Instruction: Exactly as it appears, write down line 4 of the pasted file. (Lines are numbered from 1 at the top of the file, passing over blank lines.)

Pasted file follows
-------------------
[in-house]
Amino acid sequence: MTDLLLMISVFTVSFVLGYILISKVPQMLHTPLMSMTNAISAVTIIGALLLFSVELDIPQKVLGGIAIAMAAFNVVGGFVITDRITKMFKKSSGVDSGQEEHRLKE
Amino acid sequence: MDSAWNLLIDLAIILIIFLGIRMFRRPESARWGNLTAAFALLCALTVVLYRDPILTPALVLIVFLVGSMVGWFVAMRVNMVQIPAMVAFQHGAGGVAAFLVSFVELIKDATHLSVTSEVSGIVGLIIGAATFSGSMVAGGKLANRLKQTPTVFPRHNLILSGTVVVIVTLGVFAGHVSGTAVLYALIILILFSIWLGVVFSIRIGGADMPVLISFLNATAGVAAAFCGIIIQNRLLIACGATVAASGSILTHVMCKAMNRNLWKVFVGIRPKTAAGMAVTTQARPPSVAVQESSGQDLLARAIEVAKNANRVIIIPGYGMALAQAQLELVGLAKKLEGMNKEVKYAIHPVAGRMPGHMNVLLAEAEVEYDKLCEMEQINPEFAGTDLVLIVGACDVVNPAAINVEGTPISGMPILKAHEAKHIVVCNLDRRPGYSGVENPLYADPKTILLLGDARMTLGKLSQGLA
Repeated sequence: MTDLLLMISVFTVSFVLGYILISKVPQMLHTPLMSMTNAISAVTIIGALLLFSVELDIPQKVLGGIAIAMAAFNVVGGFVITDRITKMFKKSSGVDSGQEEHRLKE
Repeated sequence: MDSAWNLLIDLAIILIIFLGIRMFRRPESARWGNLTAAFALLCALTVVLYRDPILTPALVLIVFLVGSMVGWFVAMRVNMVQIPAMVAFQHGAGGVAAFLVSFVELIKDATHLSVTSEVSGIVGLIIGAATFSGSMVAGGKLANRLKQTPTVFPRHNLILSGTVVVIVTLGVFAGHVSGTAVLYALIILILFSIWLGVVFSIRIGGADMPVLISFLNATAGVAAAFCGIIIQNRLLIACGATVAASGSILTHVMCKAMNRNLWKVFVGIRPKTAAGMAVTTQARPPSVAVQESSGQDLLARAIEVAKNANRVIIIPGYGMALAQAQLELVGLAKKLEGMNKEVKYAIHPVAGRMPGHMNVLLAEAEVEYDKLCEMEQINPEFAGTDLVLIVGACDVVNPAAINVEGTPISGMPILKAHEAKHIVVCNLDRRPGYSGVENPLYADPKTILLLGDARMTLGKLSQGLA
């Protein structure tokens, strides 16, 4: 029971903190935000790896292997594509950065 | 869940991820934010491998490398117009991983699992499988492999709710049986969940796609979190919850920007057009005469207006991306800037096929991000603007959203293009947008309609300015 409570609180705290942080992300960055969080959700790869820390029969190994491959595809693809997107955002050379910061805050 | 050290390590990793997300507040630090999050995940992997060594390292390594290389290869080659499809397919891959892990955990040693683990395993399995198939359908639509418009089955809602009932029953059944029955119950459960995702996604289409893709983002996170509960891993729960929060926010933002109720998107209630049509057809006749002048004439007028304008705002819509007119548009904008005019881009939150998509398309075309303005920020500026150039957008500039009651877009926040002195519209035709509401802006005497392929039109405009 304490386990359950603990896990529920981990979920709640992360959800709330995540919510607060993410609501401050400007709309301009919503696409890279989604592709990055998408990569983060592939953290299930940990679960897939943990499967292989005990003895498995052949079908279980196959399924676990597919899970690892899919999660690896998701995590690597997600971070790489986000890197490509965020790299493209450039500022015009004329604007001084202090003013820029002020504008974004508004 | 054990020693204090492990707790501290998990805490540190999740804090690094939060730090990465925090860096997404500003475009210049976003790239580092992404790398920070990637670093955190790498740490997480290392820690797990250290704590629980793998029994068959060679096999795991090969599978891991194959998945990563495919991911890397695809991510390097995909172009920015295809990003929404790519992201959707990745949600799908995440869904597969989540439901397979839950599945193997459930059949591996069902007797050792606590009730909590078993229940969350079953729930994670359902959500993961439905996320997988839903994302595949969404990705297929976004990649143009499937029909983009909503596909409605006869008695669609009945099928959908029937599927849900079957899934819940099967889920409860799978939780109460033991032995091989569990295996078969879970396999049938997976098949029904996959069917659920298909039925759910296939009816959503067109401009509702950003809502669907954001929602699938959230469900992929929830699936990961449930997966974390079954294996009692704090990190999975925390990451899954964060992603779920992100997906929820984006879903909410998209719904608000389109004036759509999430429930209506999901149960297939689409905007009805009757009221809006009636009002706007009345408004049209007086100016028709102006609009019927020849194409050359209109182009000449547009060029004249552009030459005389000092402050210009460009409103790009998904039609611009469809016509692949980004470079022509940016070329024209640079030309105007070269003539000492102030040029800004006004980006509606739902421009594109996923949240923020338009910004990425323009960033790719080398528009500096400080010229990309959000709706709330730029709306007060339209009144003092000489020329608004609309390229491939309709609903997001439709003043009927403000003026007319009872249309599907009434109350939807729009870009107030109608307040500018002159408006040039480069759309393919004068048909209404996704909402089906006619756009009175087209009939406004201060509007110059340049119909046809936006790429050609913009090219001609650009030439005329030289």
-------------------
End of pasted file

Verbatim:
Repeated sequence: MTDLLLMISVFTVSFVLGYILISKVPQMLHTPLMSMTNAISAVTIIGALLLFSVELDIPQKVLGGIAIAMAAFNVVGGFVITDRITKMFKKSSGVDSGQEEHRLKE